Tackling KYB challenges with perpetual KYC

Adam McLaughlin, Global Head of Financial Crime Strategy & Marketing, AML
Tackling KYB challenges with perpetual KYC

Know Your Customer (KYC) is essential, not only for anti-financial crime compliance but also for a smooth, positive customer experience, particularly during the onboarding phase. However, traditional, manual KYC practices often struggle to keep up with the fast-paced nature of banking and the complexities of onboarding corporate entities.

The challenges are especially pronounced in corporate onboarding, part of the process often referred to as Know Your Business (KYB). KYB is complex, as businesses are owned and controlled by individuals, often multiple individuals. Businesses can span multiple jurisdictions, including secrecy jurisdictions and changes to ownership structures, controllers or operating locations can be made quickly and with relative ease. To top it off, corporate entities can change their activity, the value and volume of activity or even expand and enter new markets without informing the financial institution, even if these changes heighten the risk of the business.

In response, financial institutions must move towards a perpetual KYC (pKYC) model. This ongoing approach ensures the customer is continually monitored for changes in customer information or activity which will materially change the customer risk, allowing firms to proactively manage compliance risk effectively, with speed and precision.

The Transition from Traditional KYC to pKYC

Traditionally, KYC relies on periodic verification at set intervals — often annually for high-risk customers or every three or five years for lower risk customers. Many organizations categorize clients as low, medium, or high risk, which determines how frequently their information needs revalidation.

This traditional KYC approach is increasingly inadequate, given the rich array of data available today, including third-party services like adverse media monitoring and internal data points like transaction logs. 

Consider the risks if something significantly changes between the initial account setup and the next scheduled review. What if a material event, like a significant change in corporate ownership, alters a client’s risk profile? If this change goes unnoticed until the next review, potentially years later, the firm could unknowingly expose itself to new threats.  This example highlights traditional KYC limitations, which depend on static, time-based reviews rather than real-time data monitoring.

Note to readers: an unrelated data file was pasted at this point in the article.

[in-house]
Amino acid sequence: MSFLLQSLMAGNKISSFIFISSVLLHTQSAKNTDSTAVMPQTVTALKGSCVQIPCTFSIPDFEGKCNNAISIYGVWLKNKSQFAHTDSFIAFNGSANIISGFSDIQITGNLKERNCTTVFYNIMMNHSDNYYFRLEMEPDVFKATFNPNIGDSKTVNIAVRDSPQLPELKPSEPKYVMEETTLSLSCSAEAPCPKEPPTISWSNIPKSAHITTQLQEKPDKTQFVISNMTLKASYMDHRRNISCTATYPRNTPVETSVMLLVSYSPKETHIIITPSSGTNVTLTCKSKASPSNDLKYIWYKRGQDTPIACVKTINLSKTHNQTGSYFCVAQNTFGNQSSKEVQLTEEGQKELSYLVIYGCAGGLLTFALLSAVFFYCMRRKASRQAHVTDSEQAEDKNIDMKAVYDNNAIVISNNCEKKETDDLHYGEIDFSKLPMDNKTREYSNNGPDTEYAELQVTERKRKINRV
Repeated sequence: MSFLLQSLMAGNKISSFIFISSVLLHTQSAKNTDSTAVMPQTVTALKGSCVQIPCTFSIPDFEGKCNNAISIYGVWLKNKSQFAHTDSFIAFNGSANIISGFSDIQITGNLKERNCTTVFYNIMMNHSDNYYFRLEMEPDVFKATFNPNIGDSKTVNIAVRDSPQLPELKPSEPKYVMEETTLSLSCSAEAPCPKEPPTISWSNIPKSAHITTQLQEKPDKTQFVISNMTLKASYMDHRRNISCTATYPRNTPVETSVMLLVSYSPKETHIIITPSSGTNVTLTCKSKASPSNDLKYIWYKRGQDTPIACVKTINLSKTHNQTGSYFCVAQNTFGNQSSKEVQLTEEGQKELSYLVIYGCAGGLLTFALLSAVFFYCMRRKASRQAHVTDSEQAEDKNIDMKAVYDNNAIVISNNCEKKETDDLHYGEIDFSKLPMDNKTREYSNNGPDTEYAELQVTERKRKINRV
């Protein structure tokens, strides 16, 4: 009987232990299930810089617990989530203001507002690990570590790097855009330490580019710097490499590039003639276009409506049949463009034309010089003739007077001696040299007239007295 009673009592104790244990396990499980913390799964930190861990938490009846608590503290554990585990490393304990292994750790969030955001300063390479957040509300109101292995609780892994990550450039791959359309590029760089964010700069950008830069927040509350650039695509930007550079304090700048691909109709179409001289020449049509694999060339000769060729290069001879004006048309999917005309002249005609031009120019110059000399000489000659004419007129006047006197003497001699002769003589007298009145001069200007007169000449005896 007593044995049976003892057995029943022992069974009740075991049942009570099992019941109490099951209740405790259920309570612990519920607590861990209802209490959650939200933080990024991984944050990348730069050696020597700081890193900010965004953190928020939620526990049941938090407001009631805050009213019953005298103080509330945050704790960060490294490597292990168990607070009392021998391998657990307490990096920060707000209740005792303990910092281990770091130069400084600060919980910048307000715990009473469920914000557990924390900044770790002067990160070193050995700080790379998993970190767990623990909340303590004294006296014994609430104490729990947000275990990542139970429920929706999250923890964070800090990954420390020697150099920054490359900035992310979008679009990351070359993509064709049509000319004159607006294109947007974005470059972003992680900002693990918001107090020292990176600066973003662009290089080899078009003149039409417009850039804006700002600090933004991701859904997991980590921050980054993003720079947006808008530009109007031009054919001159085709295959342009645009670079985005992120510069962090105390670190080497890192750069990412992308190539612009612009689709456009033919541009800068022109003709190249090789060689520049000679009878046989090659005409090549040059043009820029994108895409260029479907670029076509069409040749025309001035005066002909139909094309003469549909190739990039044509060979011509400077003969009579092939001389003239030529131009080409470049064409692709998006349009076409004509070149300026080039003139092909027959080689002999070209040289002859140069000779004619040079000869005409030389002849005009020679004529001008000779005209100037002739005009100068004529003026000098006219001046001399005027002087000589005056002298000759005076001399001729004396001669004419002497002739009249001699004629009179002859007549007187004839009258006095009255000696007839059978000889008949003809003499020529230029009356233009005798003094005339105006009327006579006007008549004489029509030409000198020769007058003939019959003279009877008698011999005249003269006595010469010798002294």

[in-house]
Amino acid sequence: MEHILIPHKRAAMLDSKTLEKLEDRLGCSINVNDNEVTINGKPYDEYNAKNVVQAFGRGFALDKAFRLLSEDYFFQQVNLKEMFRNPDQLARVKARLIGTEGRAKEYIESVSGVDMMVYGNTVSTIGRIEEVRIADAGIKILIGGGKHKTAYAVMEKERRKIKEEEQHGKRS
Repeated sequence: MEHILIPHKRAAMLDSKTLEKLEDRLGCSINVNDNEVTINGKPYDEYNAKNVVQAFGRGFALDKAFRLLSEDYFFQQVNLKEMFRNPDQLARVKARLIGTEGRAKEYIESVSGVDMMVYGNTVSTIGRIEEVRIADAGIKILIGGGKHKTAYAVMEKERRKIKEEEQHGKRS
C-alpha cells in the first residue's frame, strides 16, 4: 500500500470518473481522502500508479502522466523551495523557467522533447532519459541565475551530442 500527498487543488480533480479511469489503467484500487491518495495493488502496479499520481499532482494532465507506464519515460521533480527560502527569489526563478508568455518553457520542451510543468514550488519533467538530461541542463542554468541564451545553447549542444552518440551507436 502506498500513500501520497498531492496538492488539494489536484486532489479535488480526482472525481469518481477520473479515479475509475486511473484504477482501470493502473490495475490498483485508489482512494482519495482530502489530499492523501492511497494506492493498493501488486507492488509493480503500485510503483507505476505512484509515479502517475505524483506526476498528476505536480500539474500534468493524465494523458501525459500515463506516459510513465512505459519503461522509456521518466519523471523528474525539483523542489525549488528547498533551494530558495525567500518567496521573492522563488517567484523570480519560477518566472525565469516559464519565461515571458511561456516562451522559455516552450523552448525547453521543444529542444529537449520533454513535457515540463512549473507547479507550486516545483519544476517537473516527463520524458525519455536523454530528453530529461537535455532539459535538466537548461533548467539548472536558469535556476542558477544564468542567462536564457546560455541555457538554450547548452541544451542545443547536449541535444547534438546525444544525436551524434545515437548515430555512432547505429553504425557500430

Operationally, traditional KYC processes are time-consuming and inefficient. In this traditional model, it’s common for firms to contact clients individually to confirm if their information is still accurate or to provide evidence of changes. Because of the manual human effort required, it is both labor-intensive and costly. 

These processes are also burdensome from the client’s perspective. Clients may be contacted multiple times to re-verify their information, sometimes by different departments within the same financial institution. Often, these departments might request duplicate information for different purposes. This repetitive contact is inconvenient and can lead to frustration, potentially damaging relationships or resulting in client attrition.

As the banking sector digitalizes and technologies like artificial intelligence (AI) continue to advance, firms are able to transition away from this traditional KYC approach. In its place, compliance teams are increasingly adopting pKYC practices that leverage automation and AI algorithms to analyze vast swathes of data and continuously monitor for changes in a client’s status or risk profile. This approach enables more efficient and real-time customer information management, fostering better and more robust compliance.

Distinguishing KYC from KYB in Client Onboarding

During onboarding, there are two categories of clients: retail (i.e., a person) and corporations. Each category requires different types of checks, as per regulatory requirements. 


For individuals, financial institutions must complete KYC and collect and verify basic information on standard documents such as a national ID. Proof of address, occupation, and income is also often required. The FI will then verify the customer’s identity and screen the client’s names against various watchlists, finally determining their risk profile based on findings and analysis. 


For corporate clients, financial institutions must complete KYB and determine a business’s corporate structure, true nature, purpose, jurisdictions of operation and often expected activity. These checks can be more complex because they require a thorough understanding of the company’s corporate makeup, including parent companies and subsidiaries. They also require determining the ultimate beneficial owner (UBO), controllers and geographical risks.